Foster Campbell and Caroline Fayard.

Foster Campbell and Caroline Fayard.

Nevertheless, Mary Patricia Wray, communications director for Campbell’s Senate campaign, responded to the news by attacking DFER and Senator Landrieu on The Jim Engster Show last week.

When asked about the endorsement, Wray described DFER as “an AstroTurf education group that proposes unaccountable vouchers and charter schools that make profits off our kids.” She also insinuated that Senator Landrieu, who represented Louisiana in the U.S. Senate for 18 years, lacked influence, stating: “I would never say that the Senator’s work and her opinion don’t matter, but what I would say that it’s not going to be enough to make Ms. Fayard competitive enough to get to a runoff.”

Not only did Wray insult Senator Landrieu, but she distorted DFER’s positions. The organization has never taken a position supporting vouchers. Instead, DFER works to ensure that all children in Louisiana have access to high-quality public schools – both charter and traditional – by supporting common sense education reform policies.

Wray with LFT's former president, Steve Monaghan.

Wray with LFT’s former president, Steve Monaghan.

Ironically, Wray previously served as LFT’s legislative director, spearheading the union’s failed attempts to block charter school expansion and water-down accountability standards in Baton Rouge. Therefore, it comes as no surprise that her comments on DFER come straight from teachers unions’ talking points, which characterize those who disagree with them on education as profit-seeking privatizers.

Unfortunately for Wray and her friends at LFT, their rhetoric hasn’t worked. This past fall, nearly every union-backed candidate for the Board of Elementary and Secondary Education (BESE) went down in defeat. Instead, reformers won seven out of the eight elected seats on the board, including two Democrats – Jada Lewis and Kira Orange Jones – who were supported by DFER.

BESE members Jada Lewis and Kira Orange Jones.

BESE members Jada Lewis and Kira Orange Jones.

Furthermore, the election of long-time reform opponent John Bel Edwards as Governor has done little to turn the tide in their favor. While LFT and LAE strongly backed Edwards’ gubernatorial campaign, they currently have little to show for it. When Edwards sought to repay the favor by pushing the unions’ agenda in the Legislature this spring, most of his education proposals died in committee. As the Times-Picayune noted, “Edwards hasn’t been able to get much of his agenda through the Republican-dominated Legislature…and nowhere is this more apparent than with K-12 education issues.”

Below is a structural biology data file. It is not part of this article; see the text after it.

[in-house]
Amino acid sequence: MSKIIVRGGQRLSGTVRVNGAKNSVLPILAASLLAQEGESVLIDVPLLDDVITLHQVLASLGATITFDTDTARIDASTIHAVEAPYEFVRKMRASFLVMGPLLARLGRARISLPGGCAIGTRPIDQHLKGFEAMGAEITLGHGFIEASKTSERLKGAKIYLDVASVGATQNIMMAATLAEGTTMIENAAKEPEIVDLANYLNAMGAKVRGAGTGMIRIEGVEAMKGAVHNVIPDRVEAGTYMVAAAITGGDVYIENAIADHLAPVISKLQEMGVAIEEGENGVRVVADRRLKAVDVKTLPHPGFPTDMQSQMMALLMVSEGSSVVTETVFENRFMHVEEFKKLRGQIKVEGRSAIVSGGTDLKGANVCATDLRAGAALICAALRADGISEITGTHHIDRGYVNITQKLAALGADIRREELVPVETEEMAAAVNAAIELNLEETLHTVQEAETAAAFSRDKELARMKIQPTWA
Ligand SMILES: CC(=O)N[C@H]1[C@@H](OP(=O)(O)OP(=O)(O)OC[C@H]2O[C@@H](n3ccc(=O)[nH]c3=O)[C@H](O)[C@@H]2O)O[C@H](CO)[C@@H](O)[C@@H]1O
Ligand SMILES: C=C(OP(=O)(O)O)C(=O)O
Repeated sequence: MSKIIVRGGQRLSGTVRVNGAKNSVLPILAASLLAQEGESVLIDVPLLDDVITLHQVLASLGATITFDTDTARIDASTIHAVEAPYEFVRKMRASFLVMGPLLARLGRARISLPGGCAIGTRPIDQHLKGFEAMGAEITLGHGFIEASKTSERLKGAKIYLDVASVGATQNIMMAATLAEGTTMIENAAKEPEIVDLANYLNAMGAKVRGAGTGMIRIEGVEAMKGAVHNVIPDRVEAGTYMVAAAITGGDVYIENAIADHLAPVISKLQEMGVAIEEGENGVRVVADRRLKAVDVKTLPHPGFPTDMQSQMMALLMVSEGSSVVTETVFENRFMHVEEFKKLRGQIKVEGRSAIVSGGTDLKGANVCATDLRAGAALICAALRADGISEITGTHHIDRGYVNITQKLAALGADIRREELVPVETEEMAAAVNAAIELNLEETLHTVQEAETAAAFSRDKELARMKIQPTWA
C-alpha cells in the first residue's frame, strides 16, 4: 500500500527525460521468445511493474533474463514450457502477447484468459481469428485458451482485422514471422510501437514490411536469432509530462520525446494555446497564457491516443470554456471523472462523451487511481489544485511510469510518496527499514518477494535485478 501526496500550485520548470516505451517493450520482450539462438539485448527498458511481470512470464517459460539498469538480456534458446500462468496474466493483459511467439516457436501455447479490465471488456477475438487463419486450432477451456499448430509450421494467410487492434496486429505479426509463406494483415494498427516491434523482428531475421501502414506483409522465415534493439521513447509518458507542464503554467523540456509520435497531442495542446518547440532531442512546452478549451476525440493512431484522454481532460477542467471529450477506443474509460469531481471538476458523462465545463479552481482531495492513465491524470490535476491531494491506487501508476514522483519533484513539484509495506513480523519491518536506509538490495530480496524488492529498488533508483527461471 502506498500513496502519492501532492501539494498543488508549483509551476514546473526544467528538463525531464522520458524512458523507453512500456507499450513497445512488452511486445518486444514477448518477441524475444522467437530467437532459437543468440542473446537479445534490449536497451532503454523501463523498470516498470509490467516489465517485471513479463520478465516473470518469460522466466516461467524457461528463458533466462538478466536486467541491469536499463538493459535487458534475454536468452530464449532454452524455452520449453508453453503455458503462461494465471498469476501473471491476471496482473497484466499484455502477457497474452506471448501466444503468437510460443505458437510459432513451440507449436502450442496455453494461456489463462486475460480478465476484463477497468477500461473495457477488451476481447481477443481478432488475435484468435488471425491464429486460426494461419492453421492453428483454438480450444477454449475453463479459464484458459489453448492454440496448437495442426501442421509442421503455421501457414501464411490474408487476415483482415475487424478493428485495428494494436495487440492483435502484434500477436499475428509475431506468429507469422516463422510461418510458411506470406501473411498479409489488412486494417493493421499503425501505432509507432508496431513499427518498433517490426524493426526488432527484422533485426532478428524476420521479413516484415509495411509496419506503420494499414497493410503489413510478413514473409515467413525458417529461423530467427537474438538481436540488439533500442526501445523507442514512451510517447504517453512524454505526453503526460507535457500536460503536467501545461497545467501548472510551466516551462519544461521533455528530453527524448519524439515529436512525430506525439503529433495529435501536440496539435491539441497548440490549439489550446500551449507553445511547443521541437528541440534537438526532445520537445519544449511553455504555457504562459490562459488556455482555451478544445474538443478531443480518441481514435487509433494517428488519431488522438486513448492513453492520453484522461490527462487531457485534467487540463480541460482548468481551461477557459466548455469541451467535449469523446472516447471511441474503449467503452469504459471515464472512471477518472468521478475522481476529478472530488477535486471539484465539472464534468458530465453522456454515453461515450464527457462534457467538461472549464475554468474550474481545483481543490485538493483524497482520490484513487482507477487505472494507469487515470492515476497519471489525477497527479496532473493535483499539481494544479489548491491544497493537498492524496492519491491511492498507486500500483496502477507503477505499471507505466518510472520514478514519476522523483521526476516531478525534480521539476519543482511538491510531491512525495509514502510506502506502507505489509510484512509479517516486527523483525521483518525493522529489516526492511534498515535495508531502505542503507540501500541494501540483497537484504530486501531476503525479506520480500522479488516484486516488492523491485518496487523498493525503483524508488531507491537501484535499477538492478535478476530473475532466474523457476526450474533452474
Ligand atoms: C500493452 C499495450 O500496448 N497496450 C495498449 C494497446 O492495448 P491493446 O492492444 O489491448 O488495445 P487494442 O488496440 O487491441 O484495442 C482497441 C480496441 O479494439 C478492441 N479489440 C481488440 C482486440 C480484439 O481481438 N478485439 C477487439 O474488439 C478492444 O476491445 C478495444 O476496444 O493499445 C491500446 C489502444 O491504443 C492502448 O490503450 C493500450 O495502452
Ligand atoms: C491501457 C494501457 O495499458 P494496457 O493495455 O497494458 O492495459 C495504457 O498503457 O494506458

The Choice For LaDemos: Forward or Backward?

In a sense, Campbell and Fayard represent two competing visions for LaDemos: One that clings desperately to old ideas and alliances with interest groups like the teachers unions vs. one that embraces a new path while staying true to the core values of the Democratic Party.

If Louisiana Democrats hope to build upon Governor Edwards’ victory going forward, they need to jettison their old ways and support a new generation of leaders like Caroline Fayard who can lead the party into a brighter (and bluer) future.


Caroline Fayard

Caroline Fayard is running for the United States Senate because career politicians have failed us and only a new generation of leadership can help move Louisiana forward. Find out more about her campaign.


  1. Even this number is misleading. About half of LFT’s members are actually support personnel, not classroom teachers.